Healthcare TipsMental Well-Being

Navigating Anxiety During the Holidays

November 17, 2022
A woman on her laptop seated in front of a Christmas tree.

‘Tis the season filled with … joy? Theoretically, we’re all supposed to feel jolly this time of year. But you’re not alone if a tiny bit of sweaty dread occurs as those twinkle lights appear. The holidays can be a lot, with endless to-do lists and expectations flying at you from every which way, not to mention hopping from event to event with family and friends. So, how are you supposed to navigate this time of year when your old friend anxiety decides to tag along?

First, know that you are not alone. Anxiety, and more specifically Generalized Anxiety Disorder (GAD), impacts more than 6.8 million American adults. Only about half of those adults are receiving treatment for their illness. Many more of us may be experiencing symptoms that can be intensified by things like the holidays, travel, and other big life events.

Is it just anxiousness or a disorder?

If you feel butterflies in your tummy when you think of buying the right gifts for the people you love, setting off on a holiday vacation, or hosting a party, these are normal signs of anxiousness. What is important to recognize, though, is that if those butterflies turn into sleepless nights or constant worry or dread, GAD may be to blame. If you think you may be suffering from GAD, then you should seek the help of a trained professional. After all, no one wants to go through their holidays (or life for that matter) with constant worries and stress.\

What should you do if you have anxiety?

If you already have an anxiety disorder, are feeling highly anxious, or think you may need to seek help, it can feel overwhelming to even consider the approaching holiday season. That’s why it’s important to have some tools you can use when stress kicks into high gear. Managing anxiety will mean setting boundaries, learning that you don’t need to meet everyone’s expectations, and taking good care of yourself. Here are our big helpers: 

Keep things simple.

Don’t take on too much trying to give everyone the greatest holiday ever. Instead, keep gifts, meals, and even parties as simple as you can. This is also a great way to remember the true meaning of the holidays: spending time with those you love the most.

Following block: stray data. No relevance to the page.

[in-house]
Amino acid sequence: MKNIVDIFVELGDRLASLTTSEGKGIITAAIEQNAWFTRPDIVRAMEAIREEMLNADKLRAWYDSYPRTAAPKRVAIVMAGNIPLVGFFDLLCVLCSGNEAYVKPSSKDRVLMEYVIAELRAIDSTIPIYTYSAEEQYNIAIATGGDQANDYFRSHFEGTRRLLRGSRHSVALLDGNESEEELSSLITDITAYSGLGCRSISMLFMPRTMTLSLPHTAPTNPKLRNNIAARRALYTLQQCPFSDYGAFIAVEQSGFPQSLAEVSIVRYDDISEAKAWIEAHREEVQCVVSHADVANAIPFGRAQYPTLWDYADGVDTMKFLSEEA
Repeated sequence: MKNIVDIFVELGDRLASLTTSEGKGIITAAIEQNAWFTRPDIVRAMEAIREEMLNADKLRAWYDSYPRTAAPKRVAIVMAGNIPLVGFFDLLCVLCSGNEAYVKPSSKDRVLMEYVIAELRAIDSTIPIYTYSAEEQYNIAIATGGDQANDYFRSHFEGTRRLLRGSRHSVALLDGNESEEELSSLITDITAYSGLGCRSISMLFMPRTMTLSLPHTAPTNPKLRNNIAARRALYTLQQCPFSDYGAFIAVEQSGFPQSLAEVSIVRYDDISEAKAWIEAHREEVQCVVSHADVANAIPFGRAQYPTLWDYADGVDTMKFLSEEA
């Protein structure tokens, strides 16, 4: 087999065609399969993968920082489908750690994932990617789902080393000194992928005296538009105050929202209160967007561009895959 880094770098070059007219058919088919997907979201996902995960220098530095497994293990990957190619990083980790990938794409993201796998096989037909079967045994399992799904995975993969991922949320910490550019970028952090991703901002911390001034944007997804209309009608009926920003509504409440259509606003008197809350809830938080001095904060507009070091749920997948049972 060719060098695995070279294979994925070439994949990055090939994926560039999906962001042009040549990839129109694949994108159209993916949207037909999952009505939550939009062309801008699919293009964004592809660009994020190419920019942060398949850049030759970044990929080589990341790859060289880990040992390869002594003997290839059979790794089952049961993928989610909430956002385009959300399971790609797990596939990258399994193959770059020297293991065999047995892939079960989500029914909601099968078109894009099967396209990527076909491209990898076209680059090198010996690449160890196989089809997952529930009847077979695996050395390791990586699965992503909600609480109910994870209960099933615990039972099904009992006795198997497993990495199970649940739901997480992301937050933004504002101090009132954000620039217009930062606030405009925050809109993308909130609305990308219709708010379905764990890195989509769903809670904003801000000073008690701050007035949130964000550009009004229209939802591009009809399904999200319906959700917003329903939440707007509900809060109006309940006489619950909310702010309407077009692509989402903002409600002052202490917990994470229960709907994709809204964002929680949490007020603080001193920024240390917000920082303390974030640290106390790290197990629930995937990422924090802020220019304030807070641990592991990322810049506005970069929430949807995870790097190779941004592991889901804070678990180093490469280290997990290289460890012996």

Just say no.

Along the same lines as keeping things simple is getting comfortable saying “no.” You don’t need to attend every party or purchase a gift for every person you know. Does your family really want you to host this year’s holiday feast? Only do it if you really want to. Otherwise, drop a “no” and offer to help someone else out with the food in their home. 

Make time for yourself.

Self-care for those suffering from anxiety is as important during the holidays as it is at every other time of year. Find something that truly brings you joy or helps you to de-stress. Make sure to set aside plenty of time for doing absolutely nothing. On top of that, eating healthy and staying active are great ways to manage anxiety. 

Plan ahead.

If you’re worrying about things such as an upcoming party, travel, or holiday spending, take some time to soothe your concerns through planning. For example, if you’re worried that you will end up spending too much money on gifts, create a budget for yourself and stick to it.

Ask for help.

Remember, the holidays aren’t meant to be carried by one person alone. Ask your partner and family for help in planning events, gifts, and more. Furthermore, if you feel that you are beginning to worry so much that it is impacting your daily life, seek professional help. Getting the treatment you need could be the best holiday gift you could give yourself. 

Anxiety might be a guest this season, but it doesn’t have to ruin your holiday spirit. Take good care of yourself so you can enjoy this time of year with your closest and dearest family and friends. 

Relevant Services

View all Services

Learn about individual and group therapy offerings through Hancock Health.

Behavioral Health

Explore counseling and behavioral health services for mental illness, trauma, addiction recovery, and more.